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Asian Tribune is published by World Institute For Asian Studies|Powered by WIAS Vol. 12 No. 1591

Lankan was privy to WW II covert operation

By Janaka Perera

030410_percy_pic_003.jpgOne of the last surviving Sri Lankan World War II veterans who served in the Middle East passed away recently at the Sri Lanka Ex-servicemen’s Association Veterans Home in Bolagala, Katana, at the age of 92. Staff Sergeant-Major Percy G.B. Perera of the British Royal Army Service Corps (RASC) was the only non-European soldier to be appointed Confidential Stenographer at British Advanced Headquarters in the Sudan and Eritrea during the campaign against Italian Forces in North-East Africa in 1941.

It was the beginning of the end of Fascist Dictator Benito’s Mussolin’s dreams of a new a Roman Empire.

At the time the British needed men for garrison and administrative duties and logistical operations in the occupied war zones. Many young Sri Lankans responded to large advertisements in the local press calling for recruits to join the British Royal Army Service Corps (RASC). As the terms and conditions looked rosy, many lads signed up for duty curtailing their studies and – in some cases – resigning from their jobs. Among the latter was Percy Perera, who was then a stenographer at the Central YMCA Colombo Fort.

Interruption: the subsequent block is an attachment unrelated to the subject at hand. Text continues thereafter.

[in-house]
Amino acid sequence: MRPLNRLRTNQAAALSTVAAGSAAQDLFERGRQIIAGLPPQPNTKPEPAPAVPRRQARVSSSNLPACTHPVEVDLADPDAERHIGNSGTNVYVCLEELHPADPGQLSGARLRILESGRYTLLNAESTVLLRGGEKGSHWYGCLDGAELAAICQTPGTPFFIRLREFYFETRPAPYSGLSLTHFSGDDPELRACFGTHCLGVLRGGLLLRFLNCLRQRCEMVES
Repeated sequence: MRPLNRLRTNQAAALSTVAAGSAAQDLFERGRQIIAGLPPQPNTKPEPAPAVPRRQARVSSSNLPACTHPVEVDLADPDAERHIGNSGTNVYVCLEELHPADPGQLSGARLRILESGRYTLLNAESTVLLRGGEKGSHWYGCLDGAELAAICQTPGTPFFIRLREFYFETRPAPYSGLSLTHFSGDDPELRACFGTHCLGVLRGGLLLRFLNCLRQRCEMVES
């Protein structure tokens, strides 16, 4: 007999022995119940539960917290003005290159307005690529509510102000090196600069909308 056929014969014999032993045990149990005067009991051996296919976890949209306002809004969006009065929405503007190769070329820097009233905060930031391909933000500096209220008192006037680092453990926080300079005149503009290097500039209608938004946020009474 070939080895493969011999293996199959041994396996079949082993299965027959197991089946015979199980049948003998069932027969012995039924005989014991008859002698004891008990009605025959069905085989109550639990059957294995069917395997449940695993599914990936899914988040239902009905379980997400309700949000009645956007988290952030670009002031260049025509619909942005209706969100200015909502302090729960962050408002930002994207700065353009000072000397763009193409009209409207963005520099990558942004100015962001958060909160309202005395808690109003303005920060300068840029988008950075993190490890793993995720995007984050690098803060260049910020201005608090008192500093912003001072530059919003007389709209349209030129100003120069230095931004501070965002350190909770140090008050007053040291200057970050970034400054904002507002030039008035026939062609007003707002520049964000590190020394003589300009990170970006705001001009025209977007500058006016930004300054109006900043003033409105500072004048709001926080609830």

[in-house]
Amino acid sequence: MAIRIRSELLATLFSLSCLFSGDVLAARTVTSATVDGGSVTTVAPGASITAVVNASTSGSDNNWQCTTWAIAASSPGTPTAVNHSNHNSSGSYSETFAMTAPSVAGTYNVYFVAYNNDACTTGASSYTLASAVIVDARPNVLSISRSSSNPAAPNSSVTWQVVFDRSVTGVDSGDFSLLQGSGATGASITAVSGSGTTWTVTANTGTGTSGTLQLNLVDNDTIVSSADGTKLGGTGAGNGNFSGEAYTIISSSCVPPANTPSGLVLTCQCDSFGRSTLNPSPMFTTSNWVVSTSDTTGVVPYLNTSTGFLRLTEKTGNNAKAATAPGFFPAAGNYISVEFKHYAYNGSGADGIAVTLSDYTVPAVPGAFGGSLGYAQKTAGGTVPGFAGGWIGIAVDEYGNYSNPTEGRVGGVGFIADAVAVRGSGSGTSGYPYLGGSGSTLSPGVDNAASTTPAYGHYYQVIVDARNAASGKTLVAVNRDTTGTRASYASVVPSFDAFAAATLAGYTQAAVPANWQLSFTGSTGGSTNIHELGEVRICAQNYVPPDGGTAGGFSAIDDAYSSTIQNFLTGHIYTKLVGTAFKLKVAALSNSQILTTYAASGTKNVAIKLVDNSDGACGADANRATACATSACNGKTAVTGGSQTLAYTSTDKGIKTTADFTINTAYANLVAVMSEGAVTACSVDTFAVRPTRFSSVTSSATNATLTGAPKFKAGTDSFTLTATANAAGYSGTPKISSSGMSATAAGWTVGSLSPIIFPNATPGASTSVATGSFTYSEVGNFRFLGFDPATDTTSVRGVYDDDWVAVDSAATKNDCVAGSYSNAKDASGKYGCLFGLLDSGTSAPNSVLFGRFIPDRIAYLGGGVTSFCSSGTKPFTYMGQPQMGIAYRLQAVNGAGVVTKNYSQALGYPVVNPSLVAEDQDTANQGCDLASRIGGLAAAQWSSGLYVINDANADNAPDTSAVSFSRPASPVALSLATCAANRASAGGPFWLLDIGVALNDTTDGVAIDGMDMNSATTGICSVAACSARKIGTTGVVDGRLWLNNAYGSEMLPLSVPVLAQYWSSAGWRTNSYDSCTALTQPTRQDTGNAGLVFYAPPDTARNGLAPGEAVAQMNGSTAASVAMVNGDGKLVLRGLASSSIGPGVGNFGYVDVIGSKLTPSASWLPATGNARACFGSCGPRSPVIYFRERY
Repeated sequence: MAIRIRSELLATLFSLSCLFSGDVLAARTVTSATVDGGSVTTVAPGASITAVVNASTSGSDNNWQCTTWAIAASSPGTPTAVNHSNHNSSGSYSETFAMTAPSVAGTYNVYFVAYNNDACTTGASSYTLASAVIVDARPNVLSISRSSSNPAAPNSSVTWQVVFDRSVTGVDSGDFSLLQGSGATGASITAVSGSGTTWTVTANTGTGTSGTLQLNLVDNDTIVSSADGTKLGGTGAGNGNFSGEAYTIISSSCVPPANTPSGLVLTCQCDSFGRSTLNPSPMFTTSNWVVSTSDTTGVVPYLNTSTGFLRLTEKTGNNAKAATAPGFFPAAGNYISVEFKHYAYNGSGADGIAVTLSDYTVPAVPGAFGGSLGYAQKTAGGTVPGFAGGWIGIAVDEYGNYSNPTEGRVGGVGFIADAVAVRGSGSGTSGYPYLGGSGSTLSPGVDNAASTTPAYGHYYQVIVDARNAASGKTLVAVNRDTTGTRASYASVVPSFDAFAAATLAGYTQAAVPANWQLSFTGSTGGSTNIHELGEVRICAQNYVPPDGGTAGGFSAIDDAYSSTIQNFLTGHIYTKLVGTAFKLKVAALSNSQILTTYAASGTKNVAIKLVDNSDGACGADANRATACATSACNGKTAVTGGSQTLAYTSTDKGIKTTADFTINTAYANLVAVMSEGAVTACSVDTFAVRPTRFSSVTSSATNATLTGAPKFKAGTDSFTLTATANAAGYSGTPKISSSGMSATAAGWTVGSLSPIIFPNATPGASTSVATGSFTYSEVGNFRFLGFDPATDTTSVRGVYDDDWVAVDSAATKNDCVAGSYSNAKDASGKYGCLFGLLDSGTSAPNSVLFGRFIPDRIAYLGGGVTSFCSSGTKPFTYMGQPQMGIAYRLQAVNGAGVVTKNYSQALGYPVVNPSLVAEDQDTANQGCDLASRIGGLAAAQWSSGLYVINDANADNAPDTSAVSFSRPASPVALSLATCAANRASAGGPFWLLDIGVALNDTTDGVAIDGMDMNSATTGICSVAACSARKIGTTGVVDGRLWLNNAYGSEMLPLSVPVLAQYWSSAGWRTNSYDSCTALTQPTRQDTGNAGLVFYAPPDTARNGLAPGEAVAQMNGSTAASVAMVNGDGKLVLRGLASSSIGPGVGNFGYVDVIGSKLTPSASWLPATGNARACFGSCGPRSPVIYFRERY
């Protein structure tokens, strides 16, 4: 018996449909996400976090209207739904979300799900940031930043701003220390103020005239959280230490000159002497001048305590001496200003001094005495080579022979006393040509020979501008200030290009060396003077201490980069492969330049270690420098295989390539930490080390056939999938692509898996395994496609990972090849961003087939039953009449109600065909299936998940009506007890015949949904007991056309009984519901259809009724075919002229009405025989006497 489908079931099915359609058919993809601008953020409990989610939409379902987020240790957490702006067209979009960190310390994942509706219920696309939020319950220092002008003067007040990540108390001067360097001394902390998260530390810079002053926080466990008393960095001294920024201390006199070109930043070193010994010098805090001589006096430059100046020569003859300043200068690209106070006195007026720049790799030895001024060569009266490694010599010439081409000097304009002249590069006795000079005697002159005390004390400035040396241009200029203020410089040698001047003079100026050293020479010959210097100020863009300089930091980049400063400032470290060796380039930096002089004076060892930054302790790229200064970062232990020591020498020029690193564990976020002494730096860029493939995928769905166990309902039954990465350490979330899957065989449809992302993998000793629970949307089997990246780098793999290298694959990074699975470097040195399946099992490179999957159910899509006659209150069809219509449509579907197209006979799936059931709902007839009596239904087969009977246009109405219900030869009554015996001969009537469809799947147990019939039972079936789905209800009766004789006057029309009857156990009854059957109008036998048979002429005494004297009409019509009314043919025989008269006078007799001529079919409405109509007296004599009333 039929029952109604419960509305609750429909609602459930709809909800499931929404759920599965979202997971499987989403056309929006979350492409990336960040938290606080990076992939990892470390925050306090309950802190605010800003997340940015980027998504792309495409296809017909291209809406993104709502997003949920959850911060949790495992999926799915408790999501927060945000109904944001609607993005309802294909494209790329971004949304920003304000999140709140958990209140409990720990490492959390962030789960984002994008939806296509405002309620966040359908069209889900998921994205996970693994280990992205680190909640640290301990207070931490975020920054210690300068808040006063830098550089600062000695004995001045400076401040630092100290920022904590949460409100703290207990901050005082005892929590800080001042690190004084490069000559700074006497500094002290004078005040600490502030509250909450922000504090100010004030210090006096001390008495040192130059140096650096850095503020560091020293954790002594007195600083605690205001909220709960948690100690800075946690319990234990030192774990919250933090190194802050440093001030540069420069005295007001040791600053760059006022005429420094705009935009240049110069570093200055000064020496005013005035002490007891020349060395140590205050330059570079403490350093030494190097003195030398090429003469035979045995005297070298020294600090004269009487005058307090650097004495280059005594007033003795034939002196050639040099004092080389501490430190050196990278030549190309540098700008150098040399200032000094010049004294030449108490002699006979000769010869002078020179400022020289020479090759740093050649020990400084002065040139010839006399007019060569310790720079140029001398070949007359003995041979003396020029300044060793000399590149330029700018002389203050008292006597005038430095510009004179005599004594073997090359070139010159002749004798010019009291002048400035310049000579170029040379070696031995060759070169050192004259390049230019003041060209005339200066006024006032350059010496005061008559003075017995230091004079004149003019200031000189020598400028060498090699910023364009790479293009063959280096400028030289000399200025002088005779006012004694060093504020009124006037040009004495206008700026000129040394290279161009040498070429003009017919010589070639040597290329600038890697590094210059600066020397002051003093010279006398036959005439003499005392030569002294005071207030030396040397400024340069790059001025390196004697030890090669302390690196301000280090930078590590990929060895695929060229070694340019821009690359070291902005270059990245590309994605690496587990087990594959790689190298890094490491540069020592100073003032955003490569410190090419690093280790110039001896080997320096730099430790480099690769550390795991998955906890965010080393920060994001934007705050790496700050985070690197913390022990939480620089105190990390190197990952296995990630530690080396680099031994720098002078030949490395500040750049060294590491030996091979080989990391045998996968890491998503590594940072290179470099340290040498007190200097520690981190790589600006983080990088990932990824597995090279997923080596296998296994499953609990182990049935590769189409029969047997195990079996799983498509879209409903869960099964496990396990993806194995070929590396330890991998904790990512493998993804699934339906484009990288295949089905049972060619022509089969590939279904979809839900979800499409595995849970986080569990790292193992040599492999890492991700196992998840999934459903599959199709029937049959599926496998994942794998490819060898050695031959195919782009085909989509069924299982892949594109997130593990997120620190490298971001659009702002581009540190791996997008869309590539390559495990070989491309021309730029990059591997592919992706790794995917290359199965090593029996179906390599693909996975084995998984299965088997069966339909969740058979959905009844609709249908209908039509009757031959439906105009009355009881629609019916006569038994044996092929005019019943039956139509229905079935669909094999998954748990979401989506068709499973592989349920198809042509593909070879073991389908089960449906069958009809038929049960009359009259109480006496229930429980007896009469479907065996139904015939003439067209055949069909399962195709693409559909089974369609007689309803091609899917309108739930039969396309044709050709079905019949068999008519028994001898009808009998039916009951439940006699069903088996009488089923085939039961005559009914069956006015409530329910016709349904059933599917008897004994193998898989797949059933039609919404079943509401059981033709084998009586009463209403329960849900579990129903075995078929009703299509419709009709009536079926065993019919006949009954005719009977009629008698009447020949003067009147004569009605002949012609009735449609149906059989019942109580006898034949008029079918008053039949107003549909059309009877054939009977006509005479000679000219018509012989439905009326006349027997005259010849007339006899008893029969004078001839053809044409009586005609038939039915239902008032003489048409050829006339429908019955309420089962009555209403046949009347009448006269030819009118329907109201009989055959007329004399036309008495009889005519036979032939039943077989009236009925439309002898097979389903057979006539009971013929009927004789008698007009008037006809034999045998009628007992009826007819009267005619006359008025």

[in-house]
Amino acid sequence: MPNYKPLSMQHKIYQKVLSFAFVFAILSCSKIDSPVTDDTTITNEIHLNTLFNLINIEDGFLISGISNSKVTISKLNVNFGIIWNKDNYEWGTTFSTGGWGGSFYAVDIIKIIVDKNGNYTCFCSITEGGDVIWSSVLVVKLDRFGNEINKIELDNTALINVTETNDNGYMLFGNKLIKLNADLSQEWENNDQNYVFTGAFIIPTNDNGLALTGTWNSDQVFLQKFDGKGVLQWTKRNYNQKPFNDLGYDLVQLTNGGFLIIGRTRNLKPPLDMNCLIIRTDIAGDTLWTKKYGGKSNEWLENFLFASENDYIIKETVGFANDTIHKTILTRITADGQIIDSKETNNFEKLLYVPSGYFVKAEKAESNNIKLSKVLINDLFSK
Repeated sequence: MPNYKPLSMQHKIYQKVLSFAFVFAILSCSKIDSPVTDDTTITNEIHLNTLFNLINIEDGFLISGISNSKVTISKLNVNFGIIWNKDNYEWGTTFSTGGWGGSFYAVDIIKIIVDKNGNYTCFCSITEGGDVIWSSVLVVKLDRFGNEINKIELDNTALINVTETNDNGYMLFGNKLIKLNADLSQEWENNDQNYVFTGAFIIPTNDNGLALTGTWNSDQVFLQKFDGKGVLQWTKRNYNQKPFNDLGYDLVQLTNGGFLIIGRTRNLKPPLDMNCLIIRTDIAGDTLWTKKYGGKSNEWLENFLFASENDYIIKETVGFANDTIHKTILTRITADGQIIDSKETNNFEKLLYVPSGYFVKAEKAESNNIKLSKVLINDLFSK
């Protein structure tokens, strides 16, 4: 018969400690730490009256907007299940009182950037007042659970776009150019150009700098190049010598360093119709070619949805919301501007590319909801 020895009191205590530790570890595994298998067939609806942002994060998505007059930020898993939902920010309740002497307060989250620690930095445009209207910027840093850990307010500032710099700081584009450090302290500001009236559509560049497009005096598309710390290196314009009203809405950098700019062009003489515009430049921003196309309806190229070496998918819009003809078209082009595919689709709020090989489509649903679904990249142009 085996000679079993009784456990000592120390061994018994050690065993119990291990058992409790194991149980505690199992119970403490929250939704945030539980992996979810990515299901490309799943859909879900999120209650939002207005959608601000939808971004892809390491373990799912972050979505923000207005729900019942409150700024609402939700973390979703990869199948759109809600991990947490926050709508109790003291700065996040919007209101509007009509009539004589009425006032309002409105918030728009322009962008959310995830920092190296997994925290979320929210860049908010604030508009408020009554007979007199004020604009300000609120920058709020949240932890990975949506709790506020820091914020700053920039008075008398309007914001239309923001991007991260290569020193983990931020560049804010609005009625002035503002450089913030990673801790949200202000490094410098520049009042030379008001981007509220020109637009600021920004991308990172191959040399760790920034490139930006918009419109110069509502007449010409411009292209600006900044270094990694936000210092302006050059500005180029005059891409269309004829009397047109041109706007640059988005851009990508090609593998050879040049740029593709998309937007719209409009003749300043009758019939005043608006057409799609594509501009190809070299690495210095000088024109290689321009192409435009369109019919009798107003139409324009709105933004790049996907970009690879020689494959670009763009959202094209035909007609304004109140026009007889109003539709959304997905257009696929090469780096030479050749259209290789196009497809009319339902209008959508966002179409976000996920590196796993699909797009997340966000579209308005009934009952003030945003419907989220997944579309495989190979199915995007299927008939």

The first batch of 88 Sri Lankan RASC volunteers set sail from Colombo on May 6, 1941 at 0900 hours. Their ship, the 46000 ton-HMS Aquitania also carried 6000 Australian and 1000 New Zealand troops – including 1000 Maoris.